Antoine David Haroutunian, 47, Glendale, California, admitted that from June 2005 through August 2008, he solicited investor funds through his companies, Luminous Wealth Management and Luminous Management, promising 24 percent annual returns. Appearing this morning before United States District Judge Percy Anderson in Los Angeles, Haroutunian acknowledged that he used written materials and in-person meetings to solicit potential investors, who were told that Luminous held investments in commercial bridge loans, U.S. government-guaranteed loans, options and real estate investment trusts.
In fact, Haroutunian made almost no investments, instead using victims’ money to pay himself and his associates, and to fund his own business ventures. Haroutunian used the victims’ funds to make “interest” payments and to return capital to other victim-investors; to fund cash payments to himself; to fund his other business ventures; and to make payments to his associates in Los Angeles, New York and Armenia. Haroutunian solicited investors through advertisements placed in the Los Angeles Times and on the internet. During the course of the Luminous scheme, the California Department of Corporations in September 2006 issued two desist and refrain orders which enjoined Haroutunian “from offering or selling or buying or offering to buy any security in the State of California.” Haroutunian ignored these orders while continuing to operate his investment scam that led to approximately $10 million in losses.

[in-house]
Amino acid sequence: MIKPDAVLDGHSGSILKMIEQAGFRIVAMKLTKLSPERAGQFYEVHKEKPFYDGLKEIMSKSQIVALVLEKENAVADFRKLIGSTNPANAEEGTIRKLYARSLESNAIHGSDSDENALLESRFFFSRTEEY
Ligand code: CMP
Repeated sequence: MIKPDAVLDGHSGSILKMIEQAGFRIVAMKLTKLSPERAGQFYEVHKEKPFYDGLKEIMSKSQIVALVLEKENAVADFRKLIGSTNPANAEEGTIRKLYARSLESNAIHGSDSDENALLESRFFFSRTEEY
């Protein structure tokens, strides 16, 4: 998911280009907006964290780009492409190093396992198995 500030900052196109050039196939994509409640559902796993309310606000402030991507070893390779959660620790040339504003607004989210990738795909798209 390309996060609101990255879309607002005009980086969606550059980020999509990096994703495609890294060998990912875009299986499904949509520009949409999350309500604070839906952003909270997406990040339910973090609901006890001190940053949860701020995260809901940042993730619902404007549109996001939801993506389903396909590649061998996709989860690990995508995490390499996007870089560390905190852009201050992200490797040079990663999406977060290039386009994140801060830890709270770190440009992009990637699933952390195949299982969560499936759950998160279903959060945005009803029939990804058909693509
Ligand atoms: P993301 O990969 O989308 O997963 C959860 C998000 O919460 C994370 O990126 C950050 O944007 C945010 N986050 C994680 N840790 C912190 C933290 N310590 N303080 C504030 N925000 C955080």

Earlier this month, Haroutunian pleaded guilty in two other criminal cases. In one case, Haroutunian admitted that, in 2003, when he was employed as a customer service representative at Bank of America, he used his account-access privileges to obtain customer account information that he and his associates used to withdraw funds from accounts without authorization. Haroutunian also admitted that he and his associates made unauthorized transfers from accounts by fraudulently writing checks on the accounts to themselves, their creditors and others. As a result of the conduct in this case, Bank of America suffered losses of more than $450,000.
In the third case, Haroutunian pleaded guilty earlier this month to tax fraud. By pleading guilty in the tax case, Haroutunian admitted that in 2004 he fraudulently obtained a federal tax refund of $183,345 that was based on fictitious gambling winnings and losses he falsely claimed on his personal tax return.
In relation to the mail fraud he pleaded guilty, Haroutunian faces a statutory maximum sentence of 20 years in federal prison. Judge Anderson is scheduled to sentence him in this case on August 3, 2009.
Haroutunian is scheduled to be sentenced on the bank fraud and the tax fraud charges on August 10. At that time, he faces a statutory maximum sentence of 120 years in the bank fraud case and up to five years in prison on the tax fraud charges.
These cases were investigated by IRS-Criminal Investigation and the Federal Bureau of Investigation.